With some childhood memories, the magic never fades. For Peta Thornton, canoeing through the flooded Nyah Vinifera forest is one of those unforgettable experiences.
“The tranquillity, the reflection of trees on the water, the birdlife … Seeing that as kids was transformative.”
When the Murray River overflowed, the forest would burst to life. “The floods transformed the land into a vibrant, pulsing life-force. Everything would start to grow, breed, nest.” Paddling amongst the Red Gums, Peta felt a sense of adventure and awe. “The forest is always beautiful, but in flood it’s enchanting – a magical place.”
Peta’s love of the Murray runs deep, and protecting its ecosystems is a lifelong passion. “Being close to nature as a kid leaves a real impact on you,” she says. Over the years she’s run a native plant nursery, a seed bank and numerous local revegetation projects. She’s now an orchardist, conservationist and mother, growing stone-fruit in Woorinen, near Swan Hill, with her husband.
Two decades as an irrigator has only intensified Peta’s respect for the river. A ripe nectarine tastes like sunshine, but water is the magic ingredient. Like many locals, she owes her livelihood to the Murray. “You have to irrigate stone-fruit, or the trees die. Water is incredibly important.”
The river also has a deeper significance. “It’s hard to put a value on what the river does for our community’s mental health and wellbeing,” says Peta. Locals gravitate to it for peace, solace, quiet reflection and family time.
“They hold it really dearly. And they don’t know what they’d do without it.”
But their beloved waterway is facing profound change. “Our whole landscape is drying out.” The loss of natural flooding is a major blow. “Until my early 20s, the river would spill over into wetland ecosystems almost every year. It did that for millennia.” That natural cycle, and the regular explosion of life it sparked, no longer happens.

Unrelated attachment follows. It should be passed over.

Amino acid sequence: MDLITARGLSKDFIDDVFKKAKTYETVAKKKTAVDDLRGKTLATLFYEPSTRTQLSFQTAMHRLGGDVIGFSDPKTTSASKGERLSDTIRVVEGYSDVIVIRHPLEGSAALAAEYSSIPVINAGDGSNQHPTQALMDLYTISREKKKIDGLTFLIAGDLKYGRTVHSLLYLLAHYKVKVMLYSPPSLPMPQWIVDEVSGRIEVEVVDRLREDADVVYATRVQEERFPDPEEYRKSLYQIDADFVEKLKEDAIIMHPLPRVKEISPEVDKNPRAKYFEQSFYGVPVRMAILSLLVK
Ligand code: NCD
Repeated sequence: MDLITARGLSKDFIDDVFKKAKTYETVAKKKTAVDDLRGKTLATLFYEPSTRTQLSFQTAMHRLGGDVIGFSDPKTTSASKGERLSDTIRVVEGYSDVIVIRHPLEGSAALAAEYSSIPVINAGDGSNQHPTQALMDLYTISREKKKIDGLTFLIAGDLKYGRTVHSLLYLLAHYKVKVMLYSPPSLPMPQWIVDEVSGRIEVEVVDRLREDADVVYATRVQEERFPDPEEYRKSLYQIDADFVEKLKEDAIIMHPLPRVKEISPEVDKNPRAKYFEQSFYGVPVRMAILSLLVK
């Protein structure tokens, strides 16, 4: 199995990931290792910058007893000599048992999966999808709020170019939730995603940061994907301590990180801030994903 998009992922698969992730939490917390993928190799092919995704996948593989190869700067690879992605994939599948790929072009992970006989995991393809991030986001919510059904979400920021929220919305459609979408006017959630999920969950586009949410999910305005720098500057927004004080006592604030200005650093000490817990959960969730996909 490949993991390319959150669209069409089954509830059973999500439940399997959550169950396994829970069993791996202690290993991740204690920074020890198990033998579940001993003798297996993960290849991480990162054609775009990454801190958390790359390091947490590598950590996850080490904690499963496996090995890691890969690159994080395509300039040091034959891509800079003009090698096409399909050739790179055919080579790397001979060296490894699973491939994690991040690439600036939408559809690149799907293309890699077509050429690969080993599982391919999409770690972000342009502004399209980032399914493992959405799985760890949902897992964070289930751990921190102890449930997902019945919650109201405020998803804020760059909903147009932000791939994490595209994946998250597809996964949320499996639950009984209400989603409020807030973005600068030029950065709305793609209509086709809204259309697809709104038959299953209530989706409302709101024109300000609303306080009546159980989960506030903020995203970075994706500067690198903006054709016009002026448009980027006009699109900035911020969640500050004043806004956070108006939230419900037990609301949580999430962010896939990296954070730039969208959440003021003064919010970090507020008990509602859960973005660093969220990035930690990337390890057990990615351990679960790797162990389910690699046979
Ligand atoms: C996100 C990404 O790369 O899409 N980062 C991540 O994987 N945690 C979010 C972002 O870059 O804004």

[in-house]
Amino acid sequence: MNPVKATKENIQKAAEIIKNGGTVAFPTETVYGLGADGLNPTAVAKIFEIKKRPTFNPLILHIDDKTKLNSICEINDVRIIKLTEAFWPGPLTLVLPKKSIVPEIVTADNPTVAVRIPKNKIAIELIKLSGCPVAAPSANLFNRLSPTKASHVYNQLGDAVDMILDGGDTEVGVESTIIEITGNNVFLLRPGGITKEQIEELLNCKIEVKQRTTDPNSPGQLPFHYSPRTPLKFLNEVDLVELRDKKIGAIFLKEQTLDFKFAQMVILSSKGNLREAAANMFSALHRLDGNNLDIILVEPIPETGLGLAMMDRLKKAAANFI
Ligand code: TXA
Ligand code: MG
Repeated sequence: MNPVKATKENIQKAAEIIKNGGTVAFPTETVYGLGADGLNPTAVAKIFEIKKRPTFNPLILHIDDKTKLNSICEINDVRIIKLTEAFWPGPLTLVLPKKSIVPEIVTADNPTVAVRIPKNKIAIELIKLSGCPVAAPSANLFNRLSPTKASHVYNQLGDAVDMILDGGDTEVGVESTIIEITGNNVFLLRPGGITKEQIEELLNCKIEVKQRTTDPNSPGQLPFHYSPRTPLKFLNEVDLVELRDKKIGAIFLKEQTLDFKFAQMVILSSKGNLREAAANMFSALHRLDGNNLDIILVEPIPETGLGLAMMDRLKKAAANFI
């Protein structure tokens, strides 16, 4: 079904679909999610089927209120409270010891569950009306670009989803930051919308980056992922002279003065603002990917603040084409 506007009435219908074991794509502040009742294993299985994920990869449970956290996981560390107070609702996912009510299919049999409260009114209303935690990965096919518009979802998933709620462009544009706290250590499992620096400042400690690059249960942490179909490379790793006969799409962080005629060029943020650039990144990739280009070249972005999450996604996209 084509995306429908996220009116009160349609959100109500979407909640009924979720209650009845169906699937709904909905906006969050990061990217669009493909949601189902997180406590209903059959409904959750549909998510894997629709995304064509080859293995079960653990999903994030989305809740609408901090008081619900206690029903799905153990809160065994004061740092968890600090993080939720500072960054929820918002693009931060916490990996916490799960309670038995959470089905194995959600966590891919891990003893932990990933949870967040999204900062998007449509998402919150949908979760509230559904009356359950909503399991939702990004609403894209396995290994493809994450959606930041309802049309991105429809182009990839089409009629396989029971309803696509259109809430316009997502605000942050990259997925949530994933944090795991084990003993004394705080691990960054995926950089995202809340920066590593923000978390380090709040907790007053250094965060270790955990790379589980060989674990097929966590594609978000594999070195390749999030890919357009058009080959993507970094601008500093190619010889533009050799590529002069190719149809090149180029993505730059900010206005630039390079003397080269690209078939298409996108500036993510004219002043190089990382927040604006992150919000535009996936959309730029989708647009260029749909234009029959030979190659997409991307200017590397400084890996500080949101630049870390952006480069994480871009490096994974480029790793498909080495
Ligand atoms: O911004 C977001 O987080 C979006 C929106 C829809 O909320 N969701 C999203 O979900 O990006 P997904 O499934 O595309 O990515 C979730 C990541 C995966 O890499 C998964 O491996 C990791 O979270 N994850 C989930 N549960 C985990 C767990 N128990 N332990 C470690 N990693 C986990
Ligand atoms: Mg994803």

Birdlife is now in decline. Brolgas were once regular sights, “but you don’t see them anymore,” says Peta. “The last time I saw Brolgas was ten years ago.” Plants are suffering too. “All the massive old Red Gums, some 1000 years old, have been decimated by the lack of flooding. They’re either dying or dead.” Important cultural trees are facing the same fate. “Huge ring trees, canoe trees – they’re dying too.”
Fish are also at risk. Natural flooding flushes away leaf litter, but without this regular cycle, organic matter builds up and infrequent floods can become noxious “black water events”, potentially killing thousands of fish. This is increasingly common in the region.
Multiple factors have stressed the river, says Peta: water trading, climate change, the Millennium drought, the “unbundling” of water rights from land, intensified irrigation, patchy regulation, and the contested upriver practice of “floodplain harvesting”. These causal factors can be hard to unpick, but the resulting damage is clear.
Peta sees the Murray–Darling Basin Plan as a valuable landmark agreement. But while science should guide Basin decisions, climate change wasn’t factored into the models, and political interference is muddying the waters.
Like many locals, she rejects the proposed “water offset” projects, costly engineered floods that benefit big corporations over delicate ecosystems.
“The river’s not just a channel of water,” she points out. “It’s an intricate web of lakes, wetlands and forests that follow ancient laws of flooding and drying.”
Powerful voices often drown out smaller ones, so Peta’s happy to be part of Environment Victoria’s storytelling project. “Human beings love a story, and our rivers belong to everyone. By sharing stories from real people who value our rivers, we can help protect them.”
Your support will kick-off a long-term collaboration across the Basin states to change the story. You’ll help build a powerful movement capable of shifting water politics and saving our Murray-Darling.